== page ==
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On presentations

April 12, 2011

Gemma posted recently about PowerPoint  and this got me thinking.

PowerPoint has been one of my bugbears over the last year or so.

Specifically bad PowerPoint.

Even more specifically bad PowerPoint pitch presentations.  

The ones where everyone puts their slides together separately and then it gets cobbled together at the last minute (because there isn’t any other kind of time in a pitch situation) and you end up with an unwieldy behemoth of a presentation – weighing into the hundreds of slides (/rant).

I think that when you put people down in front of a PowerPoint more often than not they expect to be bored.

Which is really not the most helpful mindset for them to be in before you start talking.

On my own I’ve been experimenting with different ways of presenting for a while now.

One of the best presentations I was ever part of was one where we had a wrapped present in front of each member of the audience.  

And we built up to the point where we got them to unwrap it in the presentation – because that sense of anticipation and excitement was what we were trying to get across.

The actual experience can get it over in a better way than 20 slides telling them about the experience ever will.

More recently I’ve been playing around with a programme called Prezi.  It’s a Flash based presentation programme – essentially a PowerPoint replacement.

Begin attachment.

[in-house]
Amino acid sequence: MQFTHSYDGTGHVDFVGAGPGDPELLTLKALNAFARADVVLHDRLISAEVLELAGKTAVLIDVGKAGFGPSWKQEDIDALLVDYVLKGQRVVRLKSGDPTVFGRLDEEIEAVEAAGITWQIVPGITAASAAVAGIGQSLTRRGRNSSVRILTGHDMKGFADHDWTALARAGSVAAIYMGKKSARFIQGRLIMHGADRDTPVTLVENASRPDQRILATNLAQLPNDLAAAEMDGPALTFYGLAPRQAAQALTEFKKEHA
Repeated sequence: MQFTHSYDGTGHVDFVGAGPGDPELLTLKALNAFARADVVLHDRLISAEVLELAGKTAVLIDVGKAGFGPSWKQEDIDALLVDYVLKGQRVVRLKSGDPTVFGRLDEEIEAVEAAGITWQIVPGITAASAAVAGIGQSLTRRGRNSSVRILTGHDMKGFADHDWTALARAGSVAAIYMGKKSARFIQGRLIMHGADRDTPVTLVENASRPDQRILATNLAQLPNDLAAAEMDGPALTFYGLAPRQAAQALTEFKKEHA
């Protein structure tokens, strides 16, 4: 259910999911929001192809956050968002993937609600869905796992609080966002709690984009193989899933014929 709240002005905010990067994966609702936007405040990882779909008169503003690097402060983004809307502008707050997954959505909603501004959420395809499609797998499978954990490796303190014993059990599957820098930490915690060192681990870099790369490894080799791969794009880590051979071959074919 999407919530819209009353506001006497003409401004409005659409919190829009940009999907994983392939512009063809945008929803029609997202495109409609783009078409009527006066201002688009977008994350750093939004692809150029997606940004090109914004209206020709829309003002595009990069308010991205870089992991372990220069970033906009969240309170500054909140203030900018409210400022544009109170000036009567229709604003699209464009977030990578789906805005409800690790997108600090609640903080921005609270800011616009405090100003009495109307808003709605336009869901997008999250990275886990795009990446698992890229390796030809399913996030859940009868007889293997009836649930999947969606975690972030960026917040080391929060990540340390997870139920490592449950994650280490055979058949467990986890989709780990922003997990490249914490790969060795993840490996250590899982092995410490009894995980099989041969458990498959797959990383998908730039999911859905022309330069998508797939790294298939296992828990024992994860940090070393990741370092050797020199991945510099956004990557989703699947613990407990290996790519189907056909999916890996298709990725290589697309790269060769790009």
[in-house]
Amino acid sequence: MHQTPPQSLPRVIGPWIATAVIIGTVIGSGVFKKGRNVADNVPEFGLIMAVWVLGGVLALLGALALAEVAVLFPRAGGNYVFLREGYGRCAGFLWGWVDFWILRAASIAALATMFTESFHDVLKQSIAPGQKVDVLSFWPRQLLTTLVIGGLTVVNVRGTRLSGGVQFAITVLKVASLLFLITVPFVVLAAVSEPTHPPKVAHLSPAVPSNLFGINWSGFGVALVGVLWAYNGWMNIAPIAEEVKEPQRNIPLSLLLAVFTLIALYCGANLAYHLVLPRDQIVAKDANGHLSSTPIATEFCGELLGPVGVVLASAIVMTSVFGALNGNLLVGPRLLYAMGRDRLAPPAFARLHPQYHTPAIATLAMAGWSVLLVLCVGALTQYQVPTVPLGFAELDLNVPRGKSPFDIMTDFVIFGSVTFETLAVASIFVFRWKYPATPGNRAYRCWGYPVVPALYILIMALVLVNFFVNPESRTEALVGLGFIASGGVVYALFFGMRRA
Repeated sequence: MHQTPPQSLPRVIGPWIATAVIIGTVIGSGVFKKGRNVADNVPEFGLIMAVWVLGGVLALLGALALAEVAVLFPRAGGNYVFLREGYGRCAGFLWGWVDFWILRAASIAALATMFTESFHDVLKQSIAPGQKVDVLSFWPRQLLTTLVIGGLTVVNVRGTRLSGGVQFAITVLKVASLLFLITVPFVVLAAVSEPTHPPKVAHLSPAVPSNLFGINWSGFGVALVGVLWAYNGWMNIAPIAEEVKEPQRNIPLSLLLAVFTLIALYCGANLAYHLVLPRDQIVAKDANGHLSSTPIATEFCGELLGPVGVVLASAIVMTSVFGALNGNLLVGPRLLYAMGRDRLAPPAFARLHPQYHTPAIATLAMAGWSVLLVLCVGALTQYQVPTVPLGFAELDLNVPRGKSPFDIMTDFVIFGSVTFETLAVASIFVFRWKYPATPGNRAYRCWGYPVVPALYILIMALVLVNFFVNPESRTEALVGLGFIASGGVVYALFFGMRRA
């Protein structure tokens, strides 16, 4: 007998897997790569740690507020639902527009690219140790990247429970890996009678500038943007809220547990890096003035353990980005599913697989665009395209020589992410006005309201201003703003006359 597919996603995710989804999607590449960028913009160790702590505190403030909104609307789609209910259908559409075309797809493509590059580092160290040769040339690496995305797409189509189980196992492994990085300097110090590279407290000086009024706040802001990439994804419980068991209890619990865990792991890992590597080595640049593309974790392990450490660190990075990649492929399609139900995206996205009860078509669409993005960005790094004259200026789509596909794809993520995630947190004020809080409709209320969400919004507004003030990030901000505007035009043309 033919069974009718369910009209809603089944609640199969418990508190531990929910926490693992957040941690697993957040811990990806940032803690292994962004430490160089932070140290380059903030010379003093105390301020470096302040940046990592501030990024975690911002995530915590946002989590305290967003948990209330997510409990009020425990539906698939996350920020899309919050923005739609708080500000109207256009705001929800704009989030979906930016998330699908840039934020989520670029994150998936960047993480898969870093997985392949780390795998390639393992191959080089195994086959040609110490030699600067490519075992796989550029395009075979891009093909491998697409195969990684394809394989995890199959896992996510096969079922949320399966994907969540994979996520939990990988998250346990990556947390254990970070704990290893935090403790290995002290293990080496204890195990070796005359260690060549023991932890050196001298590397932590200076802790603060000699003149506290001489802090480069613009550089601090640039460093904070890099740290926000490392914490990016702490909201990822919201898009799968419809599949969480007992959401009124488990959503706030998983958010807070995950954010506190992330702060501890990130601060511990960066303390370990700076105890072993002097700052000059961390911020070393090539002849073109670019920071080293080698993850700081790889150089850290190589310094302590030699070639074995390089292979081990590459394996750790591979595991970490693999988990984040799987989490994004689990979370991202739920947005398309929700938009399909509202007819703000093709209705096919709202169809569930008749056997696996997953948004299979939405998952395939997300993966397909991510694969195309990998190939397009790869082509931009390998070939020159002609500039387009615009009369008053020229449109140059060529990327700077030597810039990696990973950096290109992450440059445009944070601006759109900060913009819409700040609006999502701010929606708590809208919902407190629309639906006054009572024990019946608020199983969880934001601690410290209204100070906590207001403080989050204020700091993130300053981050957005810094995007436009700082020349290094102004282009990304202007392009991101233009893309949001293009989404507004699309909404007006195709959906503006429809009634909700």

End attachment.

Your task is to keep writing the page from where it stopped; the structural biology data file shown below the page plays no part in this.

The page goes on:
However, the really exciting thing about it is the ability to create layers in what you are saying – to zoom into and explore the bits that people are interested in, and gloss over the bits that they aren’t.

It works really well for media presentations in particular – you can show all the working out without having to flick through twenty slides of tables and graphs.

But it isn’t perfect.  It makes it harder to include images, which are often the most emotive and important part of the presentation. And there is still a tendency to focus on bullet points (don’t get me started on bullet points) which is unhelpful.

The thing is though, PowerPoint isn’t the problem.  It’s just doing what people tell it to. 

Why do we assume that this is something people can just do? I have yet to come across an organisation that actually trains people how to put a presentation together.

So why are we surprised that good PowerPoint use is so rare?  And why do we put up with it?

So, on a related note I’m looking forward to Bettakulture  down at the Corn Exchange tonight, and hoping that it will prove that there is a better way to do PowerPoint!

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